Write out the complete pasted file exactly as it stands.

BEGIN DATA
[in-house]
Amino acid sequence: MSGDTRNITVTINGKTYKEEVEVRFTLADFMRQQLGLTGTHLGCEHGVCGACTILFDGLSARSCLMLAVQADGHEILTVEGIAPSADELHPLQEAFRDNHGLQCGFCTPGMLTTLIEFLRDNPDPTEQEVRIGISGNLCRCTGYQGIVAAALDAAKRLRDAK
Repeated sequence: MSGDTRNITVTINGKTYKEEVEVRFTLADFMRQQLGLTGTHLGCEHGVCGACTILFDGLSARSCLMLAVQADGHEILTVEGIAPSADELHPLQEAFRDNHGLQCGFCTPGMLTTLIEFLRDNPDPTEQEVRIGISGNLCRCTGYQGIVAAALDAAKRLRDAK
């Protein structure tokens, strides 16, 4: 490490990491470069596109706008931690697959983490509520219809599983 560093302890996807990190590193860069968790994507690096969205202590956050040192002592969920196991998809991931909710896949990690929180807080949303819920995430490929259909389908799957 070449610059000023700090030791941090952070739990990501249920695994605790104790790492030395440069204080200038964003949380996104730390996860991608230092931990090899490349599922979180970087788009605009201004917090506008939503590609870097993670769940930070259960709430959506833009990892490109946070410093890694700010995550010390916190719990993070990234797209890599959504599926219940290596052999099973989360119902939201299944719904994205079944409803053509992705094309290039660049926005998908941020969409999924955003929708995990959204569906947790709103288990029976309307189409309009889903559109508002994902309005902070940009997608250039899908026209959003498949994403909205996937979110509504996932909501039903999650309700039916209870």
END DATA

[in-house]
Amino acid sequence: MSGDTRNITVTINGKTYKEEVEVRFTLADFMRQQLGLTGTHLGCEHGVCGACTILFDGLSARSCLMLAVQADGHEILTVEGIAPSADELHPLQEAFRDNHGLQCGFCTPGMLTTLIEFLRDNPDPTEQEVRIGISGNLCRCTGYQGIVAAALDAAKRLRDAK
Repeated sequence: MSGDTRNITVTINGKTYKEEVEVRFTLADFMRQQLGLTGTHLGCEHGVCGACTILFDGLSARSCLMLAVQADGHEILTVEGIAPSADELHPLQEAFRDNHGLQCGFCTPGMLTTLIEFLRDNPDPTEQEVRIGISGNLCRCTGYQGIVAAALDAAKRLRDAK
């Protein structure tokens, strides 16, 4: 490490990491470069596109706008931690697959983490509520219809599983 560093302890996807990190590193860069968790994507690096969205202590956050040192002592969920196991998809991931909710896949990690929180807080949303819920995430490929259909389908799957 070449610059000023700090030791941090952070739990990501249920695994605790104790790492030395440069204080200038964003949380996104730390996860991608230092931990090899490349599922979180970087788009605009201004917090506008939503590609870097993670769940930070259960709430959506833009990892490109946070410093890694700010995550010390916190719990993070990234797209890599959504599926219940290596052999099973989360119902939201299944719904994205079944409803053509992705094309290039660049926005998908941020969409999924955003929708995990959204569906947790709103288990029976309307189409309009889903559109508002994902309005902070940009997608250039899908026209959003498949994403909205996937979110509504996932909501039903999650309700039916209870």